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|Title:||The biological mechanisms and physicochemical characteristics responsible for driving fullerene toxicity|
|Authors:||JOHNSTON Helinor; HUTCHISON Gary R; CHRISTENSEN Frans; ASCHBERGER KARIN; STONE Vicki|
|Citation:||TOXICOLOGICAL SCIENCES vol. 114 no. 2 p. 162-182|
|Publisher:||OXFORD UNIV PRESS|
|Type:||Articles in Journals|
|Abstract:||This review provides a comprehensive, critical review of the available literature purporting to assess the toxicity of carbon fullerenes. This is required as prior to the widespread utilisation and production of fullerenes, it is necessary to consider the implications of exposure for human health. Traditionally, fullerenes are formed from 60 carbon atoms, arranged in a spherical, cage-like structure. However, manipulation of surface chemistry, and molecular make-up has created a diverse population of fullerenes, which exhibit drastically different behaviour. The cellular processes that underlie observed fullerene toxicity will be discussed, and includes oxidative, genotoxic, and cytotoxic responses. The antioxidant/cytoprotective properties of fullerenes (and the attributes responsible for driving these phenomena) have been considered, and encourages their utilisation within the treatment of oxidant mediated disease. A number of studies have focussed on improving the water solubility of fullerenes, in order to enable their exploitation within biological systems. Manipulating fullerene water solubility has included the use of surface modifications, solvents, extended stirring, and mechanical processes. However, the ability of these processes to also impact on fullerene toxicity requires assessment, especially when considering the use of solvents, which particularly appear to enhance fullerene toxicity. A number of the discussed investigations were not conducted to reveal if fullerene behaviour was due to their ¿nanoparticulate nature, but instead addressed the biocompatibility and toxicity of fullerenes. The hazards to human health, associated with fullerene exposure, are uncertain at this time, and further investigations are required to decipher such effects before an effective risk assessment can be conducted.|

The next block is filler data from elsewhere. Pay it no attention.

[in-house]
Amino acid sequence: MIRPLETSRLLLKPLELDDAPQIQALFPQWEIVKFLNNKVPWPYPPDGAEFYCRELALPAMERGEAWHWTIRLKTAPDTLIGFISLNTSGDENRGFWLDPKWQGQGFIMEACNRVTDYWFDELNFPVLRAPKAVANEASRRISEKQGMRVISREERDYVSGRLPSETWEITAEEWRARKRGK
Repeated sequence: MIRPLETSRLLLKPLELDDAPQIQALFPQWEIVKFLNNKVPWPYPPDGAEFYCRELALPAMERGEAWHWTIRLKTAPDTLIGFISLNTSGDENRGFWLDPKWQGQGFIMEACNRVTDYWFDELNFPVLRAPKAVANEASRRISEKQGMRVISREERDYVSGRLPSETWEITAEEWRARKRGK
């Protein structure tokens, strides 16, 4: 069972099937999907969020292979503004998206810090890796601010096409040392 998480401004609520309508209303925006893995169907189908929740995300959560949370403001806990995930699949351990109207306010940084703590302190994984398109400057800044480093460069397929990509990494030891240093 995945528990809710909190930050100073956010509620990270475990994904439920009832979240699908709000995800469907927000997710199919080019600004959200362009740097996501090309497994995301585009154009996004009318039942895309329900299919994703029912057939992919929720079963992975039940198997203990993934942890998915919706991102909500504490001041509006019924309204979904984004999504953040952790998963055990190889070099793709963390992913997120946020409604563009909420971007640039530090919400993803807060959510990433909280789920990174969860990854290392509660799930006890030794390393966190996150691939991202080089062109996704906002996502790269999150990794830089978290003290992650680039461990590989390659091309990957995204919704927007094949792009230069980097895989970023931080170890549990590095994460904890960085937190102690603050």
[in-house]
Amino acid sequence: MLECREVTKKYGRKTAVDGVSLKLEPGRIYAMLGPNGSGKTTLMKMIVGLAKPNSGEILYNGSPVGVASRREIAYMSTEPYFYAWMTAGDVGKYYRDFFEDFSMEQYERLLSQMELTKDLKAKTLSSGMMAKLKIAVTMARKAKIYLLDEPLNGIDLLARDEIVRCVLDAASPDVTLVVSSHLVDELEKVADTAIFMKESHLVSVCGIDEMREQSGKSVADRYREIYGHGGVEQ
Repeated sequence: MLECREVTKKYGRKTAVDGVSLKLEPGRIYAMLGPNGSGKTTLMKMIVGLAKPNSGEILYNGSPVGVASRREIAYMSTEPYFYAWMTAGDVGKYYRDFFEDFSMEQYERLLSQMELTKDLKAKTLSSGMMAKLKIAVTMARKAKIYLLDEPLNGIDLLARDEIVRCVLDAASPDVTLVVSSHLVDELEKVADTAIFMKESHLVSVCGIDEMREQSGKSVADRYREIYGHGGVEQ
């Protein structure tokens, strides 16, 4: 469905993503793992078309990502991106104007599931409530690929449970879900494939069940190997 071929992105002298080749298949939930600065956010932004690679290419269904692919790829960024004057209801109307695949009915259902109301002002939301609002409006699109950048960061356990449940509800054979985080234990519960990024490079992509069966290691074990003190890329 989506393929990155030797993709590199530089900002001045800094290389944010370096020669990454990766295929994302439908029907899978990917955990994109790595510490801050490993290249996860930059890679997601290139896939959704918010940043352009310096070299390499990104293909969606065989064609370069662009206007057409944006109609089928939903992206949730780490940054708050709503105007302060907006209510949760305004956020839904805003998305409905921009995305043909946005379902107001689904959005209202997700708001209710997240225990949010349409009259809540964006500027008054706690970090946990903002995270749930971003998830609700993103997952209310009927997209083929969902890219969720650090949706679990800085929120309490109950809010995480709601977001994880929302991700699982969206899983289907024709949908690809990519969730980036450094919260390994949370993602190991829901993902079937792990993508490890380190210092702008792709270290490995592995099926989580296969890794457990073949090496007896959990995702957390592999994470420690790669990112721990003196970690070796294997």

|JRC Institute:||Institute for Health and Consumer Protection|
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